This week, we're heading to Florida to meet Workhorse Bytes: Des Jackson and Simon Chen, the kung-fu duo behind brand-new 3D puzzler Fuzzy Cubes.
Can you tell us a bit about the background of Workhorse Bytes? Who are you? What led you to mobile gaming?
Workhorse Bytes was born inside of a kung fu school in the heart of Gainesville, Florida. The instructor, DA Jackson (VFX, digital artist, writer, music) joined forces with one of his top students Simon Chen (programmer, digital artist, kung fu disciple) to create digital magic. Finding that we both had interests in game developing and capitalising on the synergy that resulted during our conversations, we decided to form a company. The idea was to combine DA's background in visual arts, animation and VFX with Simon's knowledge of programming and streamlining. The result was Fuzzy Cubes, and Workhorse Bytes was given wings.
And for your third question, what led us to mobile gaming? Well, we felt that the platform was unique from home consoles in that it was so accessible. I mean, most people carry these devices everywhere they go. Keeping that in mind, the potential for what can be accomplished in a gaming experience is unlimited, but still untapped for the most part. With games like Fuzzy Cubes, we wanted to redefine what mobile games felt like. We wanted an experience that was unlike anything players had found in any other medium. So, I guess the answer is we were drawn to the opportunity for innovation.
Can you explain a little bit about Fuzzy Cubes? How does the gameplay work? And why did you decide to make this particular game?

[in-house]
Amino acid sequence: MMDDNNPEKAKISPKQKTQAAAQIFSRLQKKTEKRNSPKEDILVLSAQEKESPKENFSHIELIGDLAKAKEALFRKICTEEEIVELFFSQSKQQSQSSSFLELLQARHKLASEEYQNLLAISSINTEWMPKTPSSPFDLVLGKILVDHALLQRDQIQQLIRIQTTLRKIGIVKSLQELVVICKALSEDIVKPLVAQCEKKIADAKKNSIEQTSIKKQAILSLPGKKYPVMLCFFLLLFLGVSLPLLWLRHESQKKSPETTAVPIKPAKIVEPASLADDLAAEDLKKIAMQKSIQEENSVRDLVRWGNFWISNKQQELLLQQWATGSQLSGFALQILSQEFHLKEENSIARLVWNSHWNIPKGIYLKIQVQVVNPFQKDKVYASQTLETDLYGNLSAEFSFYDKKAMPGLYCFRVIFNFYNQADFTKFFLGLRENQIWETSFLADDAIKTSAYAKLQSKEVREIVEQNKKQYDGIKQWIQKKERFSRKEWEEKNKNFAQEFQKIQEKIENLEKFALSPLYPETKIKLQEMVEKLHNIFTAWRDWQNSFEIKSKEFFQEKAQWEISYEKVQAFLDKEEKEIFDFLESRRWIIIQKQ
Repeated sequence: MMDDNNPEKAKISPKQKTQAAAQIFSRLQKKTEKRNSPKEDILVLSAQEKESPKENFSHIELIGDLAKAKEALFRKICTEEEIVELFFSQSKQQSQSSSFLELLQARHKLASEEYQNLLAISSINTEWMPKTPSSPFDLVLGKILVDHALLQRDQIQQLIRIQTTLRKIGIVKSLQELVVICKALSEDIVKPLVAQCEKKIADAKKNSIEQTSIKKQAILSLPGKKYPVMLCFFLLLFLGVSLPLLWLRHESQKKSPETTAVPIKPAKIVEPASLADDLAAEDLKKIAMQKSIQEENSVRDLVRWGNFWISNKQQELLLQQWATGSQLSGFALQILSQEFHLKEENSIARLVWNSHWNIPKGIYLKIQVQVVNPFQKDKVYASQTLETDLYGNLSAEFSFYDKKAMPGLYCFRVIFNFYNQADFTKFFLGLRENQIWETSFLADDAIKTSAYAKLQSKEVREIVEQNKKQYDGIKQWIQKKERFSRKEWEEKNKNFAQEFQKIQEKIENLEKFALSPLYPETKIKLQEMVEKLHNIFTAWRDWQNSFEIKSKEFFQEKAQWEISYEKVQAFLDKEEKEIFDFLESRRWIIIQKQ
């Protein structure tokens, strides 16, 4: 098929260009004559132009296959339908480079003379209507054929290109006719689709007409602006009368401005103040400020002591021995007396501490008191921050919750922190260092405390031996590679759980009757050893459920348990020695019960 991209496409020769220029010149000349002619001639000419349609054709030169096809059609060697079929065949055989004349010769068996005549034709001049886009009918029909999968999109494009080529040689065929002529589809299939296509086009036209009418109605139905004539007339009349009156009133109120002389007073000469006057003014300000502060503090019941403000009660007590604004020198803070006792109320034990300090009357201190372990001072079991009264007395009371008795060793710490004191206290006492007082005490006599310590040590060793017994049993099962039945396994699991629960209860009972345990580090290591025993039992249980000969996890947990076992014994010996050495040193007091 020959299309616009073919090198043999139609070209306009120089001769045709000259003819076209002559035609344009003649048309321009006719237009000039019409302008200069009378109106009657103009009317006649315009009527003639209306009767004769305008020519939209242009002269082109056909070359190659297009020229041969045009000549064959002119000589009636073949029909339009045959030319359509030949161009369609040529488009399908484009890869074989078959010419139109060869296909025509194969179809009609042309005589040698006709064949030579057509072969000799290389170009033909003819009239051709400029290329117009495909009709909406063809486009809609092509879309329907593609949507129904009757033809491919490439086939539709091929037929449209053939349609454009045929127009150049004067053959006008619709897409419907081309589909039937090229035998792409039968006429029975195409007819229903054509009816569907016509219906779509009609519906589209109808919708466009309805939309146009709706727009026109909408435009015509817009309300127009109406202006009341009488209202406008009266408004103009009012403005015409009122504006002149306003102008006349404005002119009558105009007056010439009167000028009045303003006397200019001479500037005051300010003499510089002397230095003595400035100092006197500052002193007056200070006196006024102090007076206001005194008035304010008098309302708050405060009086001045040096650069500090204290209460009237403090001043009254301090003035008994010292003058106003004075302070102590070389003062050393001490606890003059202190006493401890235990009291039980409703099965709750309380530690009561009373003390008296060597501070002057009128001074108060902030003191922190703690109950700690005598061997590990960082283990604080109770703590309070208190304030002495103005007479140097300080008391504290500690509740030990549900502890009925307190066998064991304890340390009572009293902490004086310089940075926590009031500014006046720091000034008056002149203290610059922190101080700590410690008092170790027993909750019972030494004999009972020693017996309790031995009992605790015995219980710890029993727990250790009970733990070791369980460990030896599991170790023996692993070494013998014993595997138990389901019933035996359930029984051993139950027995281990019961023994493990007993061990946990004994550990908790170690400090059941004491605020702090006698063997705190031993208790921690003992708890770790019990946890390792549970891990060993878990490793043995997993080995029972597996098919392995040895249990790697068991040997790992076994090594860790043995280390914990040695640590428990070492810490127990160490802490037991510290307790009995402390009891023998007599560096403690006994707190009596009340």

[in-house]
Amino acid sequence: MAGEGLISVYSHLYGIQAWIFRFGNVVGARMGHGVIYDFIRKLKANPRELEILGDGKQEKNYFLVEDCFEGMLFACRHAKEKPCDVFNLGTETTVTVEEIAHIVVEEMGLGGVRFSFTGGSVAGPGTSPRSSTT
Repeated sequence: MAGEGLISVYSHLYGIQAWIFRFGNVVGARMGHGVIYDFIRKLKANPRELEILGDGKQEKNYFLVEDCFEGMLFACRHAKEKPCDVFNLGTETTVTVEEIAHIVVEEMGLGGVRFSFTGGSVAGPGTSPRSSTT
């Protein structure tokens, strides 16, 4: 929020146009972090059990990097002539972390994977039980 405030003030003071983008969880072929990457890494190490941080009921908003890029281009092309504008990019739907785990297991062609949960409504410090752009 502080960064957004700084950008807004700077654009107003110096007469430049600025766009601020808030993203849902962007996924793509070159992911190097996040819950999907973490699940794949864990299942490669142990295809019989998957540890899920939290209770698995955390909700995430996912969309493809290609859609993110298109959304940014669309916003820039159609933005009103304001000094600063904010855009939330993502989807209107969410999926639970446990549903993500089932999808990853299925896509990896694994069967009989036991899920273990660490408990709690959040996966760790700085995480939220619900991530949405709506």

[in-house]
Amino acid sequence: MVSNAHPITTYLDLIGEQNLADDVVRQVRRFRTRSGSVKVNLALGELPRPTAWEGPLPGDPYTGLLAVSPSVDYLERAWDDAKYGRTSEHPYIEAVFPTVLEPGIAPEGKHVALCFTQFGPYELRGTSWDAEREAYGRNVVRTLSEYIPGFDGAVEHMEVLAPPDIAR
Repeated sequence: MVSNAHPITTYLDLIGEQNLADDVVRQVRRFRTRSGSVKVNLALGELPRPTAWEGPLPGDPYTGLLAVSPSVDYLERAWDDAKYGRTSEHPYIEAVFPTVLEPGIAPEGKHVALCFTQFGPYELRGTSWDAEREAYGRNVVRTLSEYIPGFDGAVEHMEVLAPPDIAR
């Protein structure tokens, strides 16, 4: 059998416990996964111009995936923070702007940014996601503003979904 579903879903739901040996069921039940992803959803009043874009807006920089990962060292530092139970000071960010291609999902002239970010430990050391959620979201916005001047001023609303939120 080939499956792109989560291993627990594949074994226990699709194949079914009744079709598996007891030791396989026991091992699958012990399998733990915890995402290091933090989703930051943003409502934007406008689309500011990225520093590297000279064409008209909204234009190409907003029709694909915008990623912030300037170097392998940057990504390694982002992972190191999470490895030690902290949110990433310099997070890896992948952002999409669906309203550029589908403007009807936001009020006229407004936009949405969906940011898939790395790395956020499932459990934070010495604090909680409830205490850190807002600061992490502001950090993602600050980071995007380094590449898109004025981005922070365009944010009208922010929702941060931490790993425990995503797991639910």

If you take Tetris, Rubik's Cube, cute fuzzy creatures and throw a bomb into the mix, and then wait a moment ... Ka-pow! You have Fuzzy Cubes. The game's story is about fuzzy creatures living in their own peaceful existence, when all of a sudden, their planet blows up! Now they have to use a precious power called Cubinium to create a Space-Bus Time Machine to travel back in time and save themselves!
The gameplay concept is somewhat similar to Tetris, in that you have falling blocks and you have to prevent them from stacking too high. What's crazy is that not only is it in 3D space, but it is also happening on multiple surfaces simultaneously! You have to match the colour of the block to the same colour side.
The interface is very intuitive. Touch and drag the blinking shadow to move the falling cube. Then tap the blinking shadow to make the cube fall and land. Fill up a side — without stacking high — to clear it, save the Fuzzies and get a bunch of points! Later on, there are bombs. To defuse a bomb, you have to do the exact opposite of what you've been doing — which is to drop a cube of a different colour on top of the bomb. This changes the dynamic of the game and keeps things interesting.
We decided to create this game because when the idea was crafted, we realised it does not exist yet. Not in any form. The closest execution to this kind of puzzle genre was the few 3D Tetris games that were already on the market, and even those games are not really like our game. It is completely new and original.
There's massive competition in the mobile gaming market. What do you think Fuzzy Cubes offers that other games do not?
When we first thought about creating a game, this was the first question that we realised we had to answer. The short answer: no other games of our kind exist right now.